Do it without hesitation but don’t underestimate the time and effort required to find all the appropriate key people to help and support you to fill in and sign off the reports needed for your application. Completing your application diligently with the appropriate level of detail may feel long but it is worth the effort and it will pay off professionally.
Where do you see yourself in your career in five years’ time or what are your future ambitions?
We are just entering a decade of disruption as someone already defined the time we are living in. Many of us are probably being forced to restructure many parts of both our professional and personal lives. The current Covid-19 pandemic is hopefully the biggest disruption we will have to cope with, however it is quite optimistic to think it is the last. I will continue to focus on my ongoing development and career growth incorporating some space for uncertainties and back-up plans. I aiming to develop collaborative leadership (for instance between industry and academia) founded on compelling customer-oriented purposes. I also hope to develop an international archipelago of knowledge and professional relationships driven by customer satisfaction. Professional registration could play a role in establishing credibility in the international arena based on shared values, trust and respect of diversity. Whether in a corporation or the public sector, I firmly believe that in five to ten years, organisations will be purpose-centric or will cease to exist. I have the ambition to act in order to inspire the next generation of engineers and engineering managers.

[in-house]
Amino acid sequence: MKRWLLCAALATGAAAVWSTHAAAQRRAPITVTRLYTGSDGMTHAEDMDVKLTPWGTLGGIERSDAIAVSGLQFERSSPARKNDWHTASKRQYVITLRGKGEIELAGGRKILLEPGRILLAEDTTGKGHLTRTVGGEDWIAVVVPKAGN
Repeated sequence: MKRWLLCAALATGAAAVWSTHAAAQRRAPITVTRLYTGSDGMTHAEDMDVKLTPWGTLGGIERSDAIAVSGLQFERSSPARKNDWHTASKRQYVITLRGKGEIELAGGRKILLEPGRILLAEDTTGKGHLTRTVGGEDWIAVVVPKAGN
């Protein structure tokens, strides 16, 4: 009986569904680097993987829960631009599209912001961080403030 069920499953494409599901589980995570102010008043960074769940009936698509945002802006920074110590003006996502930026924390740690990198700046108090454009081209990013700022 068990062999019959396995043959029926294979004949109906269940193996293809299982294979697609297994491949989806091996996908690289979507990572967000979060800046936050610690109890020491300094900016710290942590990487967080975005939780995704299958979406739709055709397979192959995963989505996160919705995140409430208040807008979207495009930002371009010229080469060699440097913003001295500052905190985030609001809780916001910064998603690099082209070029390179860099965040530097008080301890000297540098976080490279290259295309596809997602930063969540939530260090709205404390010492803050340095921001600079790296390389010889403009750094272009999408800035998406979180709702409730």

Outside work, is there any activity you enjoy doing in your spare time that relates to engineering? For example, do you participate in mentoring, volunteering or membership of other engineering groups?
I volunteer for The Institution of Engineering and Technology (IET). I was the appointed chair of the IET Council for 2017-18 in London and I also chair IET activities in Italy.
I am eager to improve my engineering management skills through the governance positions I am serving in, and to share my experience and knowledge - combining theoretical and practical approaches - through publishing articles and reports. I am a serving member of the MBA Advisory Board at Gdańsk University of Technology in Poland and a judge for the E&T Innovation Awards, intelligent systems category in London, UK.